Figure 9. Location of Indian Villages in Proximity to Fort Pontchartrain, 1702-1790, “La Riviere Du Detroit Depuis le Lac Sainte Claire jusqu’au Lac Erie,” by J. Bellin, 1764. Adapted from “Native American Settlements at Detroit,” by P. Sewick, 2016.
In the 1700s, three groups of Potawatomi were identified based primarily on their locations:
– The “Detroit Potawatomi” of southeast Michigan
– The “Prairie Potawatomi” of northern Illinois
– The “Saint Joseph Potawatomi” of southwest Michigan
The Beaver Wars officially ended on August 4th, 1701, with the signing of a treaty known as the “Great Peace of Montreal.” The governor of New France was present, as were 1,300 representatives from 39 Native American Tribes, including the Iroquois, who also relinquished their previously conquered territory (Francis et al., 2006).
Antoine de la Mothe Cadillac landed on July 24th, 1701, and began preparing to construct Fort Pontchartrain at Detroit after the signing of the treaty on August 4th (Sewick 2016). This fort was founded primarily for military and economic reasons; however, according to Cadillac’s Papers in a report written September 25th, 1702, he referenced a more overarching Utopian goal, which was to “bring the tribes together” (Authority, 1901). Cadillac compelled every tribe he could to join the settlement around Fort Ponchartrain; however, the results did not always align with his vision (Sewick, 2016). There was a notable amount of fighting between several tribes, primarily the Fox, Kickapoo, “Loup” (most likely the Oppenago), Mascouten, Ottawa, and Wyandot (Huron) (Sewick, 2016).
The Potawatomi kept their distance from the Fort the first decade of its existence to allow the intertribal fighting to subside, eventually arriving at Fort Pontchartrain between 1712-1714 (Sewick, 2016). The Potawatomi lived in temporary settlements between the Wyandot (Huron) and French forts until safety and stability increased around the fort; at that point (around 1732), they moved downstream and established a permanent establishment on the site of the old Fox village, which is near the current Ambassador Bridge site (Sewick, 2016).
During the summer months at Fort Ponchartrain, tribes raised various crops and traded with the French; however, during the winter, most, if not all, of the villages would empty, and each tribe would leave the Fort to hunt and camp in the forests of Michigan and Ohio (Sewick, 2016).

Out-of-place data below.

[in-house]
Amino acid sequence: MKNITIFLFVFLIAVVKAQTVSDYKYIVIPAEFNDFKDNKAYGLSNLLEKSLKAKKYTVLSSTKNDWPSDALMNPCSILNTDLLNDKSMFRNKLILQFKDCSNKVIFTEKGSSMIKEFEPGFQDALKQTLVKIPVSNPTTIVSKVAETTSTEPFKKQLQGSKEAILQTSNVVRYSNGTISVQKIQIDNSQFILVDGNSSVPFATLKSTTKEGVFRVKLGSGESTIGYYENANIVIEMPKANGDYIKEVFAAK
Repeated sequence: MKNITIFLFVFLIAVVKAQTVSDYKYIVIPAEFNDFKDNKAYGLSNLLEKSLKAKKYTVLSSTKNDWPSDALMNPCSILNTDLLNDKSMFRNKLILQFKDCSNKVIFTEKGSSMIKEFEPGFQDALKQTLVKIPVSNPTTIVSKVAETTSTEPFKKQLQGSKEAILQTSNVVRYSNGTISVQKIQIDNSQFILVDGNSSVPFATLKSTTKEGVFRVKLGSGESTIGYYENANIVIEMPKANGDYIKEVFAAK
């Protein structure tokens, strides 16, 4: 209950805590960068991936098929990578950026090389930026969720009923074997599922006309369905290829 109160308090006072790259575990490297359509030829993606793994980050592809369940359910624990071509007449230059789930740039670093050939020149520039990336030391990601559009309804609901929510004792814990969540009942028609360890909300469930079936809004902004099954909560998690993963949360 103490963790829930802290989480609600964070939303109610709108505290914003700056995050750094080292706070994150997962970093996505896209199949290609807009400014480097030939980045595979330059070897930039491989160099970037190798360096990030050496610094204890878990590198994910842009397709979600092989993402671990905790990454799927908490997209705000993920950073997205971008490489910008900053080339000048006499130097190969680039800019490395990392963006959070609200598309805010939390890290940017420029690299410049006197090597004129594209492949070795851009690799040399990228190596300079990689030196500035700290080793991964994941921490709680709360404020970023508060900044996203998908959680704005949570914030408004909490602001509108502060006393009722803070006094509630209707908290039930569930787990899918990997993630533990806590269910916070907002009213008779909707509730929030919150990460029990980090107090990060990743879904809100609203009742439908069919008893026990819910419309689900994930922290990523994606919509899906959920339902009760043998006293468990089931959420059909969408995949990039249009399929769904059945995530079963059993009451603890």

While Detroit’s French population expanded to 270 within the first ten years, the Native American people outnumbered the French more than four times (Sewick, 2016)! There were 580 Native American warriors in Detroit by 1736, which, if one includes women and children, suggests a total population of approximately 2,000 (Sewick, 2016). Interestingly, Detroit’s entire Caucasian population was only 800 as late as the mid-1760s (Sewick, 2016).
Authority. (1901). Historical Collections: Collections and Researches Made by the Michigan Pioneer and Historical Society: Vol. XXIX. Wynkoop Hallenbeck Crawford Co.
Bellin, J. N. (1764). La Riviere Du Detroit Depuis le Lac Sainte Claire jusqu’au Lac Erie (Detroit Historical Society) [Map]. Jacques Nicholas Bellin; Detroit Historical Society.
Francis, D., Germain, J., and Scully, A. (2006). Voices and Visions. Oxford University Press.
Potawatomi. (2019). In New World Encyclopedia. New World Encyclopedia. Retrieved from https://www.newworldencyclopedia.org/p/index.php?title=Potawatomi&oldid=1015500
Sewick, P. (2016). Detroit Urbanism: Indian Villages, Reservations, and Removal. Detroit Urbanism. Retrieved from http://detroiturbanism.blogspot.com/2016/03/indian-villages-reservations-and-removal.html
Sultzman, L. (1998). Potawatomi History. Retrieved from http://www.tolatsga.org/pota.html
Summary Under the Criteria and Evidence for Proposed Finding Huron Potawatomi, Inc. (1995). United States Department of the Interior Bureau of Indian Affairs Branch of Acknowledgement and Research. Retrieved from https://www.bia.gov/sites/bia.gov/files/assets/as-ia/ofa/petition/009_hurpot_MI/009_pf.pdf